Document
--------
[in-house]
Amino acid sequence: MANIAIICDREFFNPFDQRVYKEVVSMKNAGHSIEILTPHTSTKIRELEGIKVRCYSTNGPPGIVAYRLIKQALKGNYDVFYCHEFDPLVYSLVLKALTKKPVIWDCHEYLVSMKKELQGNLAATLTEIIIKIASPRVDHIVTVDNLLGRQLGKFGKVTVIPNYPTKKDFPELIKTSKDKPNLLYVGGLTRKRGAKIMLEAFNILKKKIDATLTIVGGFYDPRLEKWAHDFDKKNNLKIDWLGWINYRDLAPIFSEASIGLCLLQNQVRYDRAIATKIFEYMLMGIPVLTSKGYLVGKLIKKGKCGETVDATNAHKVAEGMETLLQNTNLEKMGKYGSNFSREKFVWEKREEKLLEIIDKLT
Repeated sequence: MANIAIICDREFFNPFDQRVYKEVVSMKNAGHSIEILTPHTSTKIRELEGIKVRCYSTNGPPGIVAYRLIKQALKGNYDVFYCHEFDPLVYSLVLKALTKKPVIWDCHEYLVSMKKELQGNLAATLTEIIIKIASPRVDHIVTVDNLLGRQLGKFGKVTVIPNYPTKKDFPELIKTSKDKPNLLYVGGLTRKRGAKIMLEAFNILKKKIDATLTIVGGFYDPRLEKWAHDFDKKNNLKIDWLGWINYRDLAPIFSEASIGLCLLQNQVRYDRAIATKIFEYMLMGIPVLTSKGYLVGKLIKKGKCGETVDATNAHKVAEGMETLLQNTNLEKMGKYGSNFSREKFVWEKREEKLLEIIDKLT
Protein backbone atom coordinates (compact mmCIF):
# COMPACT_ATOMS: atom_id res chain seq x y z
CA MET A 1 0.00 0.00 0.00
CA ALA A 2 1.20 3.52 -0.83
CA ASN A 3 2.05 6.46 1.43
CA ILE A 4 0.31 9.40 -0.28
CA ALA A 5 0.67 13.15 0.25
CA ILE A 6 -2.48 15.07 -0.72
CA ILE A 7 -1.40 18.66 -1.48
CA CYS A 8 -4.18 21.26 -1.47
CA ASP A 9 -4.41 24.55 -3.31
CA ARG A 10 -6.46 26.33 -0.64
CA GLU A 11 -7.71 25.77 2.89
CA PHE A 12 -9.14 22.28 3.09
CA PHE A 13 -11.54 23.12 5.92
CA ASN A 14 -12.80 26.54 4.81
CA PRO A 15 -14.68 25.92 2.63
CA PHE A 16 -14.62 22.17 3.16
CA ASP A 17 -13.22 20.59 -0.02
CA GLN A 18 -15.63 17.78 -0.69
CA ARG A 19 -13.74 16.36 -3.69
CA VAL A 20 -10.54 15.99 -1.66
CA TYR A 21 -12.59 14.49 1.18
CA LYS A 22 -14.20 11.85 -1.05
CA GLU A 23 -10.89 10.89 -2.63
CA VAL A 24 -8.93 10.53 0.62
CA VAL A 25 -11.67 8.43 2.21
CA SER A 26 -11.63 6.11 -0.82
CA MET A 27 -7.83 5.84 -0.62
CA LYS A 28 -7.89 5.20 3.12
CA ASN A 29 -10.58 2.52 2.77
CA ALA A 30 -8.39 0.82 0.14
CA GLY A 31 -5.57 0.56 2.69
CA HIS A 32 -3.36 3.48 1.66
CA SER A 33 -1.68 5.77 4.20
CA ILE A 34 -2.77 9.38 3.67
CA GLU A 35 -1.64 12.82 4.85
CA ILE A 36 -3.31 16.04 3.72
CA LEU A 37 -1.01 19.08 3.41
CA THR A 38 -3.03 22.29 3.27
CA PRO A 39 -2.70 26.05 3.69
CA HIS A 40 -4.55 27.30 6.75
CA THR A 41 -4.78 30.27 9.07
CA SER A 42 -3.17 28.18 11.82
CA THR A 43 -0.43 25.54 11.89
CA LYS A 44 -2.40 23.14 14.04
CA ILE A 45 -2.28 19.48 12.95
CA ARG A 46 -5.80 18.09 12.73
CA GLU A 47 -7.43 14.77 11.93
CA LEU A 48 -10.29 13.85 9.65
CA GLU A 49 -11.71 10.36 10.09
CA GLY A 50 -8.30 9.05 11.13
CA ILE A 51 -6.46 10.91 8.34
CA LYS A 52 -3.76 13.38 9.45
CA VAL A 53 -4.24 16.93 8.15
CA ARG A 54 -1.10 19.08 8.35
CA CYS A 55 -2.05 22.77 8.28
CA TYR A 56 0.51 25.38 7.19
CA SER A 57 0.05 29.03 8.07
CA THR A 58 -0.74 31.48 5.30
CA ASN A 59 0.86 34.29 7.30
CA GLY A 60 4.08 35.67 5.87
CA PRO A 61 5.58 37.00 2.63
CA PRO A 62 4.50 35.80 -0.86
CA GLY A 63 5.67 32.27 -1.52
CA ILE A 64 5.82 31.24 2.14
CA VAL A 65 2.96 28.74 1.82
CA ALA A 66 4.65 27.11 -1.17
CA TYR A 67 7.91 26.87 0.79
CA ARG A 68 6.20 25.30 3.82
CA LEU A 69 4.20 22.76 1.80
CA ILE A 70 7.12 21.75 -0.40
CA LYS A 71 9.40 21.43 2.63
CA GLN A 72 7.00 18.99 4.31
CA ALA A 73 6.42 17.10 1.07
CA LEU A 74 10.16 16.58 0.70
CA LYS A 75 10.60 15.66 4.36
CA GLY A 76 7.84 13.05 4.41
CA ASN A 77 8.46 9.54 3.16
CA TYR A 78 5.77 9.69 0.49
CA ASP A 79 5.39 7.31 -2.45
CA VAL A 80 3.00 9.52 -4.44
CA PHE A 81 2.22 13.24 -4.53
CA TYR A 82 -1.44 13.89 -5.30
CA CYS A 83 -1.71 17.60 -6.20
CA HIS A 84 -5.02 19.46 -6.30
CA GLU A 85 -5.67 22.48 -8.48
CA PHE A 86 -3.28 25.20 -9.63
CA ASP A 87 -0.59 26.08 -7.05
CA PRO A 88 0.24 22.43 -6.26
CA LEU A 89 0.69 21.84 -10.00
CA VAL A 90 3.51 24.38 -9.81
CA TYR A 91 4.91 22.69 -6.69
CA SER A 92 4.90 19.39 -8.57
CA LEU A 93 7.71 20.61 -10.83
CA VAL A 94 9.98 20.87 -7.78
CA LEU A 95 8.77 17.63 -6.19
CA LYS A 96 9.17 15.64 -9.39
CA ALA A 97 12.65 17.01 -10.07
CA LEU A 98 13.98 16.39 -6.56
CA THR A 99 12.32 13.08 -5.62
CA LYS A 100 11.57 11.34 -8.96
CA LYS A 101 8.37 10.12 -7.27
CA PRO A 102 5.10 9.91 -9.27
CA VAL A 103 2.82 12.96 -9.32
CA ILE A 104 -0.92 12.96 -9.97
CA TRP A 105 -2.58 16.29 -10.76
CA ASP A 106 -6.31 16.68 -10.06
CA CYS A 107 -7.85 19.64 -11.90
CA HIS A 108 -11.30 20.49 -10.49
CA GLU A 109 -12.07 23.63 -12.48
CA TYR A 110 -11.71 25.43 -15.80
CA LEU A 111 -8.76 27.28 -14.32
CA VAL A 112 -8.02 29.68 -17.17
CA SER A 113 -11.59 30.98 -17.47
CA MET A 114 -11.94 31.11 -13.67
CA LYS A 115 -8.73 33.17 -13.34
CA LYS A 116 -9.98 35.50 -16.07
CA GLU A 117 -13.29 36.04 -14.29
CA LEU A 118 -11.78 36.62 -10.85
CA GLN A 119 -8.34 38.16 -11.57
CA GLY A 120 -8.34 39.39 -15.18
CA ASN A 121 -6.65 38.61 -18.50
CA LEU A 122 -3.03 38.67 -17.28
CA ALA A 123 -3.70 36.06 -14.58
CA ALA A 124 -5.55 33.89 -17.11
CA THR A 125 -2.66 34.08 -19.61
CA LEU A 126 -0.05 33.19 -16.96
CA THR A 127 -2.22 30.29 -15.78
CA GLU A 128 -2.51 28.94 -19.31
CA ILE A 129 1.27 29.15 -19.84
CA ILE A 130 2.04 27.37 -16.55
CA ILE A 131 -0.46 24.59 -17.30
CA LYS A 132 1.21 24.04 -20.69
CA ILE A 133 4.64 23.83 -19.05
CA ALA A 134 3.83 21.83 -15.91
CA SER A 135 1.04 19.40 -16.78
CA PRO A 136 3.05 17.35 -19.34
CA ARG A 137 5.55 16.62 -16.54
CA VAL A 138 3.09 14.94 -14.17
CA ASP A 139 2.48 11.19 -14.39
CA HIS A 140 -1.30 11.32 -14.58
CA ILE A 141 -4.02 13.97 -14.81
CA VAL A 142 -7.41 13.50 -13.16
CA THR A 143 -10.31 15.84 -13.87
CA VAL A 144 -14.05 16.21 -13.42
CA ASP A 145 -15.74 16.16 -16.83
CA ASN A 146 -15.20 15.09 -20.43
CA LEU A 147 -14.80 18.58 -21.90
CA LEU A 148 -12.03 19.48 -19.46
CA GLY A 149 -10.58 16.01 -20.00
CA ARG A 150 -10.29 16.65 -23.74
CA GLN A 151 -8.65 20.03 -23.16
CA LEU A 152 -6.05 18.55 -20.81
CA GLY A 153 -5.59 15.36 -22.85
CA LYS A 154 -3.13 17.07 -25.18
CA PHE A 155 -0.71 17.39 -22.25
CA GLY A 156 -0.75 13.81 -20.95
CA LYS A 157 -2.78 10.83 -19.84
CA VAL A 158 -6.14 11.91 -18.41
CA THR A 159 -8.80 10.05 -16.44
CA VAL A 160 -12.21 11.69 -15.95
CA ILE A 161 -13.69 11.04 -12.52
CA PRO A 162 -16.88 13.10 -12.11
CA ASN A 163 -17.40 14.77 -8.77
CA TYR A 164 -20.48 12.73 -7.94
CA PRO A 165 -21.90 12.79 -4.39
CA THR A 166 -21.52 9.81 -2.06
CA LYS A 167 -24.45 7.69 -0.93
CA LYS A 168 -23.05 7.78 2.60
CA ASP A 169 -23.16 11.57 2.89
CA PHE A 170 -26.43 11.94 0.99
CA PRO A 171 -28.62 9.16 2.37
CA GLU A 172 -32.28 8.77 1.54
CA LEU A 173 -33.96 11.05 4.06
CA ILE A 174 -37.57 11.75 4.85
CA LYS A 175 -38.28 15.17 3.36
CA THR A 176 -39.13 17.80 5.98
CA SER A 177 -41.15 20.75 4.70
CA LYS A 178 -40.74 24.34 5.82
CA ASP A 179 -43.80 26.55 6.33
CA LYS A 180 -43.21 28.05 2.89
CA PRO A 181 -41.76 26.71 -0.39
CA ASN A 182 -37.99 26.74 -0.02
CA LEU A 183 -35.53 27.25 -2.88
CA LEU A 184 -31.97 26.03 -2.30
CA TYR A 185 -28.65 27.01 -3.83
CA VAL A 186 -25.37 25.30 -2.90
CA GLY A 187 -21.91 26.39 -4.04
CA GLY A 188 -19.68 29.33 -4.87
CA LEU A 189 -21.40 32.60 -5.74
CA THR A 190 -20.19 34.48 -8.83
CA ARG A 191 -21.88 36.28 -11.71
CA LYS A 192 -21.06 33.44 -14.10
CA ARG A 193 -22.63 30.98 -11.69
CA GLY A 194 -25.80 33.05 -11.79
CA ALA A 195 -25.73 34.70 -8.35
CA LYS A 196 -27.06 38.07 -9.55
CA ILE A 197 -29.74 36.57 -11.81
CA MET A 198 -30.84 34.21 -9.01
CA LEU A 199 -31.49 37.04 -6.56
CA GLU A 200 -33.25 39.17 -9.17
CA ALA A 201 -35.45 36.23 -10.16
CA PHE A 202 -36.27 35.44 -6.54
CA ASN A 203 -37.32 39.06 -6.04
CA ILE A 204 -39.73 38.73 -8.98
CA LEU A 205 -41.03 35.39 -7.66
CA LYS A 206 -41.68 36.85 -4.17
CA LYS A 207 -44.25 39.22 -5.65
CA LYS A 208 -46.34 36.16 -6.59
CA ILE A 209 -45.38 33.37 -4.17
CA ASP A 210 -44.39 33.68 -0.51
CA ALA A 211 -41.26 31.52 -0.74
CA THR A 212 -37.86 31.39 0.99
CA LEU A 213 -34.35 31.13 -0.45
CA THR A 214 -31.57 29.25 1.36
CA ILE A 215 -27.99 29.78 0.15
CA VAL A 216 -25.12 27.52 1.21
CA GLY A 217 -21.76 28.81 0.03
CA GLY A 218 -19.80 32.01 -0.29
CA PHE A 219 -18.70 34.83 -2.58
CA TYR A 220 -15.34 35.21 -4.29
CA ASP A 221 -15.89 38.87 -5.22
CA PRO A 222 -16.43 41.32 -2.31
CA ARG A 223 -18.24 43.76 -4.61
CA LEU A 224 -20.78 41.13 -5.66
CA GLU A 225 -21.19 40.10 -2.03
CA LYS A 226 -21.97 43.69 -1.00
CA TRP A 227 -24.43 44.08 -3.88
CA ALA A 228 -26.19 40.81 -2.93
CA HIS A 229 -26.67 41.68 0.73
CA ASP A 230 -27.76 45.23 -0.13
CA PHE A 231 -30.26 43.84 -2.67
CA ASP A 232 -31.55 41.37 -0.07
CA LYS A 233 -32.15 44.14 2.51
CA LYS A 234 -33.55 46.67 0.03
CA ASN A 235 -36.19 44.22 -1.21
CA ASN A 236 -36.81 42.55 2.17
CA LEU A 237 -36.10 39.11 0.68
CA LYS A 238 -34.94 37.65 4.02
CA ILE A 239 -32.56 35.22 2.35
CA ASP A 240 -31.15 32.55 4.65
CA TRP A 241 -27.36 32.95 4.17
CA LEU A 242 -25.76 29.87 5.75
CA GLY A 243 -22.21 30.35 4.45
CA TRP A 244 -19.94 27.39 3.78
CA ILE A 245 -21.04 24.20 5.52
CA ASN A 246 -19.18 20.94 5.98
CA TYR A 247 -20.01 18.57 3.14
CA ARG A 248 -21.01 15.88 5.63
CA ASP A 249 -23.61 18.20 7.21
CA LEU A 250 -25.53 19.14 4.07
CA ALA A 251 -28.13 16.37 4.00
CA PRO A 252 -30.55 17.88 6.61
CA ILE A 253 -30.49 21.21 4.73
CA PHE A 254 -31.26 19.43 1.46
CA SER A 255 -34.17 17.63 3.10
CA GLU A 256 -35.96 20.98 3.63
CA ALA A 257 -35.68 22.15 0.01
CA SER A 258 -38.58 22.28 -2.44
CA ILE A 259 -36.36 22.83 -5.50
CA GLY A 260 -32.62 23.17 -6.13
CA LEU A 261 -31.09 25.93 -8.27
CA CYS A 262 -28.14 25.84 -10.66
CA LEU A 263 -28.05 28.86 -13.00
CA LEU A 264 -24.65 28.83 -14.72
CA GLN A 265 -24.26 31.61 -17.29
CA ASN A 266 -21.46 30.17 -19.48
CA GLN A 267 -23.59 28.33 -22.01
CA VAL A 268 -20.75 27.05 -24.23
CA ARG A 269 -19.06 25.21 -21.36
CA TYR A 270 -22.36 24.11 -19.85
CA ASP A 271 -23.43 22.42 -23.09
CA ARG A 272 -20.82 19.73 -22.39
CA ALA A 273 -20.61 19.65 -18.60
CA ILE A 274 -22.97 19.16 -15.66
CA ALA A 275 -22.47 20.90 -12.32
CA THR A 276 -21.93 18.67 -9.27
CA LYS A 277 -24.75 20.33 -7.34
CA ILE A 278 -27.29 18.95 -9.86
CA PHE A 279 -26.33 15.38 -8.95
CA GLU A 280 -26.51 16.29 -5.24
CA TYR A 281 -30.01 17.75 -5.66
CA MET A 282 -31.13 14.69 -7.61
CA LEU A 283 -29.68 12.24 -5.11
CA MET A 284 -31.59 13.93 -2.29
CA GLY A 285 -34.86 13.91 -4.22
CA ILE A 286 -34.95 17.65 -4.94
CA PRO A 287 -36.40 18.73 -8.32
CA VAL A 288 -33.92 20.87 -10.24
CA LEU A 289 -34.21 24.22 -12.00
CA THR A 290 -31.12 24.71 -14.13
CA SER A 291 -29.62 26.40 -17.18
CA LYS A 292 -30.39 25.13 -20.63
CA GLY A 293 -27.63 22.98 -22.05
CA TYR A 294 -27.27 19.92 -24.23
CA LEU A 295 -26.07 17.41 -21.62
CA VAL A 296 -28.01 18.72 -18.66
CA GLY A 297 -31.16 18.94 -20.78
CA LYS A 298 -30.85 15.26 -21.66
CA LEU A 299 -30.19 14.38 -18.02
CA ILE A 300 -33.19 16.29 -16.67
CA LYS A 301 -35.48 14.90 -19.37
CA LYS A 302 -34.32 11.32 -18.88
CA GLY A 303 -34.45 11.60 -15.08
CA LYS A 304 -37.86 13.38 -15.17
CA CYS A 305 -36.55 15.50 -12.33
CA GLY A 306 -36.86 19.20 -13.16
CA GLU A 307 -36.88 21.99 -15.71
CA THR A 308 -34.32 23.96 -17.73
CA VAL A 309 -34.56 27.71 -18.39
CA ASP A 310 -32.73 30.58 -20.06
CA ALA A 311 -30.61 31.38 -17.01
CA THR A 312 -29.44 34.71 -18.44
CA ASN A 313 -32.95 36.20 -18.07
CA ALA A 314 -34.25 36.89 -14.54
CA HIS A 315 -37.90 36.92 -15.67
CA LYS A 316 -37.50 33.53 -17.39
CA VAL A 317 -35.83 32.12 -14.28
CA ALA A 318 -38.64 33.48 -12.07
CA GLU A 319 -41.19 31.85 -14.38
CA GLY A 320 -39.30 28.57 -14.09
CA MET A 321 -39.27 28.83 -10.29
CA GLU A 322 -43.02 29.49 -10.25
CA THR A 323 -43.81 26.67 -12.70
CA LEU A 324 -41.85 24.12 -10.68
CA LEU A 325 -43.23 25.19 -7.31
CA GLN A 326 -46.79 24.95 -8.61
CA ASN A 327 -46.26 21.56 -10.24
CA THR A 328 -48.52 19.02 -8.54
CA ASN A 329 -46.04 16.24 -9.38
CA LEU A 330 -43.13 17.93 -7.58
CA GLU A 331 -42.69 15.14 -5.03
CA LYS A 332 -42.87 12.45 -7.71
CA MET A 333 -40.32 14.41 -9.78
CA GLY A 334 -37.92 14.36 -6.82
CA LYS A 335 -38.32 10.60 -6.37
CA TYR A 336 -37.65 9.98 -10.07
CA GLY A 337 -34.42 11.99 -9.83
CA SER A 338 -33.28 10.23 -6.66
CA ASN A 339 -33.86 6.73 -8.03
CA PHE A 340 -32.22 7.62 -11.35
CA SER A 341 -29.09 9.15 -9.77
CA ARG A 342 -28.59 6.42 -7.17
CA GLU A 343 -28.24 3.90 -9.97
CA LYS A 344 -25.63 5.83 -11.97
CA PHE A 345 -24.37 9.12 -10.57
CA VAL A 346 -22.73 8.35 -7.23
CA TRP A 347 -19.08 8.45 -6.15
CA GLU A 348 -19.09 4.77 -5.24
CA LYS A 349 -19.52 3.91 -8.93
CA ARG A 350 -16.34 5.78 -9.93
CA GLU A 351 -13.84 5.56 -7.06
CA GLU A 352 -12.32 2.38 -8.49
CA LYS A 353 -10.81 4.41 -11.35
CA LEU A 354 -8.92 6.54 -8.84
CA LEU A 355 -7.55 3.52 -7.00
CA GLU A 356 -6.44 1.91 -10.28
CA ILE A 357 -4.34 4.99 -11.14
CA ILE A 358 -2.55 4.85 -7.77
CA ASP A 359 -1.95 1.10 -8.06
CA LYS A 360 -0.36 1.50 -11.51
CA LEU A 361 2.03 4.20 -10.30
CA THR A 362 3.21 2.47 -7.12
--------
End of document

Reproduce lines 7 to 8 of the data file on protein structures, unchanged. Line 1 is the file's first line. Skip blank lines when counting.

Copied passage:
CA ALA A 2 1.20 3.52 -0.83
CA ASN A 3 2.05 6.46 1.43